23 Sep 2021

Precious in her graduation gown

In the summer after finishing year 12, I was fortunate enough to get work experience in Obstetrics and Gynaecology. It was a great experience and probably the most defining moment for me - confirming that I wanted to become a doctor and work in Medicine. I was also fortunate enough to see the birth of a preterm baby, which not only involved the Obstetricians, but the Neonatal and Anaesthetic teams. This showed me first-hand just how the different specialities of Medicine work together to form a multidisciplinary team.

A typical day of a clinical year Medical student can really depend on what speciality rotation you are in. However, it generally starts with an 8am ward round. This is where you shadow a consultant and a doctor as they check up on all the patients in the ward. During the ward rounds you are made part of the team by being asked to help write up the notes, check the drug charts and/or perform clinical skills like taking bloods. The ward rounds can take up the whole morning, so after they are done, I usually go for lunch. In the afternoon, I usually attend a clinic where I see patients who are being treated and monitored outside of the hospital. After my day in placement is over, I go home to rest and study.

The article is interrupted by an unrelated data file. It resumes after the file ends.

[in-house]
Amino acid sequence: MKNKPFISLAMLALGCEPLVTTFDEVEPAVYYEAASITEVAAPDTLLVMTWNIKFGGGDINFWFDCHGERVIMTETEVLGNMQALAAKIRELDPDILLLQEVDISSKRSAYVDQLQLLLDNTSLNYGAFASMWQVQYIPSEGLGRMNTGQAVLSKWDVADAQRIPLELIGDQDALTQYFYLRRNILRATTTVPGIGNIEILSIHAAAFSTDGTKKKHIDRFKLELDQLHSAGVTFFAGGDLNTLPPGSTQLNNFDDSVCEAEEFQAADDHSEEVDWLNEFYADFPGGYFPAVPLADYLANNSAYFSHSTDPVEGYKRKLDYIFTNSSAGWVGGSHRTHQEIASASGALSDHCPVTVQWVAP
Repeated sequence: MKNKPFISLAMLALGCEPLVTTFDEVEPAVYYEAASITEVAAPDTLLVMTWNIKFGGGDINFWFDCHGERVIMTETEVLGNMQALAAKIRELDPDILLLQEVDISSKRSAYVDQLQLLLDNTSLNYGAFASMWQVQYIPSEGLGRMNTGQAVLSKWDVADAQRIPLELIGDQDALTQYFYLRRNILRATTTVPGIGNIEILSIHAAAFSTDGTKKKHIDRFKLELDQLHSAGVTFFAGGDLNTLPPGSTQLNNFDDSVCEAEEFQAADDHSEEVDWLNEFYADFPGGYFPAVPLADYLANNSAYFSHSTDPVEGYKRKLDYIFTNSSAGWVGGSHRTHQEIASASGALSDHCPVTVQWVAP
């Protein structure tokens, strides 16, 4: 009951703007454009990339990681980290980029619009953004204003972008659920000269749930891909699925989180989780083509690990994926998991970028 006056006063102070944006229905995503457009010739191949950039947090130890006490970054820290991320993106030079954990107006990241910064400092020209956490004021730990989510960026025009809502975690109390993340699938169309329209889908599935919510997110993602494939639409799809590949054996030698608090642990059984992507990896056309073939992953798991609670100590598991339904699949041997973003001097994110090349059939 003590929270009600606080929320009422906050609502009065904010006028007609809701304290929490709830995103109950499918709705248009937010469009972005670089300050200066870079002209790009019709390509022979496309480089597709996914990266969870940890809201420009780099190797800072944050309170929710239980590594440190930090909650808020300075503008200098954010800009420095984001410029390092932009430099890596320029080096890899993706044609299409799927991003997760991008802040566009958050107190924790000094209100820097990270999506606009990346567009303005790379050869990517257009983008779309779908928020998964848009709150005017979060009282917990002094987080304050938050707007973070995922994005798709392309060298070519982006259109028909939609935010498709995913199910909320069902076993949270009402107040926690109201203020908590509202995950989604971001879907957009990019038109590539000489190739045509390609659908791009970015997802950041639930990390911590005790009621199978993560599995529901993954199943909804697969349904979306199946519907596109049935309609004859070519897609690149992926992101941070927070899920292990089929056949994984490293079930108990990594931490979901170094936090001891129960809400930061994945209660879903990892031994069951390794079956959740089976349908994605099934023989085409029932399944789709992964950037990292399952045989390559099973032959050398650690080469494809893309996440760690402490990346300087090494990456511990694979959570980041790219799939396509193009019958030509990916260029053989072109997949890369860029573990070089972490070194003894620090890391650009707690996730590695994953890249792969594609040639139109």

My favourite thing about being a medical student is the freedom of learning that being on the wards allows you. Learning whilst on the ward is very independent and you can often dictate how you will spend your time. I love this as it means that I am usually getting the most out of my day and can fit it around any important events that I may have, for example a GP or Academic Mentor meeting.

A challenge that I am often faced with being in a healthcare setting is interacting with patients who are not polite. This can often be very disheartening and hurtful. To overcome this, I like to discuss these situations with my Academic Mentor who is always happy to have a chat, or even some of the doctors on the ward who may have experienced the same thing. However, this does not happen regularly and is what I would consider one of the few negative points of medicine.

So, what made me realise that this was the career for me? Well, I am a very active and energetic person and I love doing new things every day and learning. To me, medicine encompasses all these things. No day is the same, and you are constantly learning new things. After a few weeks on placement in my first clinical year, I realised that being a doctor is 100% for me!

In the future, I see myself as a doctor! I’m not too sure what exactly I want to specialise in, but I see myself in the future really exploring all the different options available in Medicine, whether that is actively practising or working behind the scenes in a public health setting for example.

If you’re looking to study Medicine, my advice is to get as much work experience as possible! This does not have to be clinical, work experience for Medicine can also be volunteering/working in care homes, part-time jobs, etc. Read and listen to podcasts of doctors or people who have been/are in the medical field. Ask lots of questions!!